• Databases: Contains information critical to your business.
    • Data files: Information stored within file outside of a database.
    • Archived information: Storage of information required by law.
  • Software assets
    • Application software: Implements business processes.
    • System software: Operating Systems, Mobile OS’, VOIP, etc.
  • Physical assets
    • Computer equipment: desktops, laptops, phones, servers
    • Communication equipment: PBX, POP gateway, routers, switches
    • Storage media: off/on site backup media, software inventory, etc.
    • Technical equipment: UPS, server racks, wiring closet(s), etc.

Understanding where your sensitive data lies, which systems house the data, and how to score the criticality of those systems often stop IT security teams in their tracks. This can be a daunting exercise; however, the initial assessment does not need to be perfect, it can be optimized in subsequent exercises.

After you categorize and rank your high value assets and systems, you can move to next tenet of secure network design, proper network security segmentation.

 

High Value Systems and Assets Key Takeaway

Score your assets by criticality. While the best practice is to use the three variables, confidentiality, integrity and availability to assess value, starting with a single value of criticality is a viable starting point.

 

Network Security Segmentation

The segmentation of systems & assets based on their value to your business is a key tenet to ensure the security of your high value systems & assets. A common example of segmentation is placing your Internet facing systems into a demilitarized zone (DMZ), which is physically and logically segmented by your point of presence firewall. This securely isolates those systems from your internal systems & assets so a malicious actor, who exploits a vulnerability and gains access to one of your DMZ systems, will be unable to leverage that access to laterally move within your network to highly valued systems on your internal network. Sounds easy right?  Yes, but there’s more to consider when designing your secure network.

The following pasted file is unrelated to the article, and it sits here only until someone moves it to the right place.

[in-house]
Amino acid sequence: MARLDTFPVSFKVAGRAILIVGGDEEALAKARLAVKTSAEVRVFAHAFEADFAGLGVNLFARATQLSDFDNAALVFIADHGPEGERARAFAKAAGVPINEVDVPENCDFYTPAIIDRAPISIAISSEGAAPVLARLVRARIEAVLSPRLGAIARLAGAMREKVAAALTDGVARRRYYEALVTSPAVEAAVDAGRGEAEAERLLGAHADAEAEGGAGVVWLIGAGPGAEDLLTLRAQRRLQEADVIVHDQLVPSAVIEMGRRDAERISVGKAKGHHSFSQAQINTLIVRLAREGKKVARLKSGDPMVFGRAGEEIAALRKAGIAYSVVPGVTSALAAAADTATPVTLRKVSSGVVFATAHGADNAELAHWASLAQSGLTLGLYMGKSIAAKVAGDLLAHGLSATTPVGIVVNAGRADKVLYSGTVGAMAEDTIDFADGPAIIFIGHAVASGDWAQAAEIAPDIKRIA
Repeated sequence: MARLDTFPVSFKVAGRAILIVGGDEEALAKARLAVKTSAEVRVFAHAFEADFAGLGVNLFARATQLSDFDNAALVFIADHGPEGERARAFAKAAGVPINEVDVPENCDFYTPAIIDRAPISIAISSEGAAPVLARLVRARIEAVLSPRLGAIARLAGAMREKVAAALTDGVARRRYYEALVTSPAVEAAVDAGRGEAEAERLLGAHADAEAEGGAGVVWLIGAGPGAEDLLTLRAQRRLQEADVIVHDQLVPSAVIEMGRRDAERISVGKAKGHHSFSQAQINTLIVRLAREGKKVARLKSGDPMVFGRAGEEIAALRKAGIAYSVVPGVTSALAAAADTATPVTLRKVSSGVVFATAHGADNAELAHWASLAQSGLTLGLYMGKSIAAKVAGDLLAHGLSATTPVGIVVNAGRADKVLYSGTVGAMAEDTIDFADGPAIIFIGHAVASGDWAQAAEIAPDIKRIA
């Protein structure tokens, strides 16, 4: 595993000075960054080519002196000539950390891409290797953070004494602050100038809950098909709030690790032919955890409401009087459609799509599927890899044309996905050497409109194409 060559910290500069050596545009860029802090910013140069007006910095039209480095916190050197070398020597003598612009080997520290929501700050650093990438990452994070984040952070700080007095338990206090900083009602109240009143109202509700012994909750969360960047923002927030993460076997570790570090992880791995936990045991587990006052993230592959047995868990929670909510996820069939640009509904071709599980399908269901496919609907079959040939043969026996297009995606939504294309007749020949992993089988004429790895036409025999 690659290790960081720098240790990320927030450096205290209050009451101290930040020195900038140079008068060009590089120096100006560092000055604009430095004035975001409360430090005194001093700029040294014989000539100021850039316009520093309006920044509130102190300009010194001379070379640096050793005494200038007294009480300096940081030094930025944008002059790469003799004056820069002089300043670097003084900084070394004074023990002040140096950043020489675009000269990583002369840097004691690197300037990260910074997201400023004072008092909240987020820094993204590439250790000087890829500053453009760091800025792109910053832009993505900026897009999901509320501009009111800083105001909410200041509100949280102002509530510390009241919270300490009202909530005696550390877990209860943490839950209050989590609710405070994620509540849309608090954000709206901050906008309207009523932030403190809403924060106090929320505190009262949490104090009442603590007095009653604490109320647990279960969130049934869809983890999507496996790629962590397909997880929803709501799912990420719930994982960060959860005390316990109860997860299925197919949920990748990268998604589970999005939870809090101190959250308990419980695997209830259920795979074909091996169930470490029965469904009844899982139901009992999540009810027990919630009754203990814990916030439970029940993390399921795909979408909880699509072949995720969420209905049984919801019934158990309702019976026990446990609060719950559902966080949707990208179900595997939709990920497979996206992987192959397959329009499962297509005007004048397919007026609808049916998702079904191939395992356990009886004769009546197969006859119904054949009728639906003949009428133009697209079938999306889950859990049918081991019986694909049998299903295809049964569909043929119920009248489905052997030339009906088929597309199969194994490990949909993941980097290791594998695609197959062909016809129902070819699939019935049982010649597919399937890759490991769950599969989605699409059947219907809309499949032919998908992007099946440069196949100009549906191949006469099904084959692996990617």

Example of Poorly Designed Network

An example of a poorly designed network would be the following: Using your POP firewall to segment your Internet facing systems from your internal resources but ignoring to segment the systems that directly interface with those DMZ systems, such as backend databases, from your DMZ and internal resources.  A great example of what not to do was illustrated in the Target hack which involved malicious actors exploiting HVAC systems, laterally moving to POS (Point of Sale) devices and gaining access to the financial information of ~40 million customers. With proper network segmentation of HVAC systems from sales systems & databases, Target would’ve avoided the damage to its business and brand.

Network segmentation can be become tedious and time consuming because your business has many components to compartmentalize but consider the potential fallout to your business and Target’s actual:  resignation of Target CEO and legal settlements resulting in over $300 million.

 

Network Security Segmentation Key Takeaway

One of the most common mistakes information technology teams make is arbitrarily adding technology to the corporate network. Without adding barriers to systems, attackers can move from one piece of technology to another searching for sensitive information or other targets on the corporate network.

 

Monitoring and Prevention

You’ve identified your high value systems & assets, categorized them accordingly and implemented network segmentation to isolate them from each other. Pat yourself on the back, but now it’s time to add another core tenet of secure network design: Monitoring and Prevention.

Using monitoring and prevention tools to defend your network is extremely important.  Intrusion detection systems (IDS), intrusion prevention systems (IPS), data loss prevention systems (DLP) and database activity monitoring (DAM) are vital tools that help protect your network by preventing malicious actors from accessing vital systems & assets to your business.

  • IDS: passive monitoring tool strategically placed at the major intersections of your segmented network. Typically deployed with a network tap or a VLAN span port to listen to monitor traffic.
  • IPS: similar to an IDS, but actively prevents malicious traffic. Deployed off a network tap to eliminate a point of failure or in-line within your network.